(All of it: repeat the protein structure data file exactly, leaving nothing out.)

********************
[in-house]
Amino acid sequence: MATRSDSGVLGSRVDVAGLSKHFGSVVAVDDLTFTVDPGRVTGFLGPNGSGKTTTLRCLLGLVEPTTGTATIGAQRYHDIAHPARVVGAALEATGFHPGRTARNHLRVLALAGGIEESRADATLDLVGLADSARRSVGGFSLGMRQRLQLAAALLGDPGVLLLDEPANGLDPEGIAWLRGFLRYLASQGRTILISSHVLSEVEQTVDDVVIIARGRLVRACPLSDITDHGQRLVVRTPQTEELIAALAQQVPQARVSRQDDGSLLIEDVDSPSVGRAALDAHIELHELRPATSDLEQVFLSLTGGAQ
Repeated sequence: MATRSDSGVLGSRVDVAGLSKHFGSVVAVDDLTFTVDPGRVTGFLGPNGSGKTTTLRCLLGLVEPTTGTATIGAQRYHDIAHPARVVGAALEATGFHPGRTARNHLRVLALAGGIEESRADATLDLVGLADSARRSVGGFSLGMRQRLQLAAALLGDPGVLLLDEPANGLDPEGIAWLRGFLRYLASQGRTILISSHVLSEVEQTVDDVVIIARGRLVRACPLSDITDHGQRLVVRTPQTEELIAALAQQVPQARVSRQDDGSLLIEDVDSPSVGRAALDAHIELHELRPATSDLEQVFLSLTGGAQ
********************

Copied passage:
[in-house]
Amino acid sequence: MATRSDSGVLGSRVDVAGLSKHFGSVVAVDDLTFTVDPGRVTGFLGPNGSGKTTTLRCLLGLVEPTTGTATIGAQRYHDIAHPARVVGAALEATGFHPGRTARNHLRVLALAGGIEESRADATLDLVGLADSARRSVGGFSLGMRQRLQLAAALLGDPGVLLLDEPANGLDPEGIAWLRGFLRYLASQGRTILISSHVLSEVEQTVDDVVIIARGRLVRACPLSDITDHGQRLVVRTPQTEELIAALAQQVPQARVSRQDDGSLLIEDVDSPSVGRAALDAHIELHELRPATSDLEQVFLSLTGGAQ
Repeated sequence: MATRSDSGVLGSRVDVAGLSKHFGSVVAVDDLTFTVDPGRVTGFLGPNGSGKTTTLRCLLGLVEPTTGTATIGAQRYHDIAHPARVVGAALEATGFHPGRTARNHLRVLALAGGIEESRADATLDLVGLADSARRSVGGFSLGMRQRLQLAAALLGDPGVLLLDEPANGLDPEGIAWLRGFLRYLASQGRTILISSHVLSEVEQTVDDVVIIARGRLVRACPLSDITDHGQRLVVRTPQTEELIAALAQQVPQARVSRQDDGSLLIEDVDSPSVGRAALDAHIELHELRPATSDLEQVFLSLTGGAQ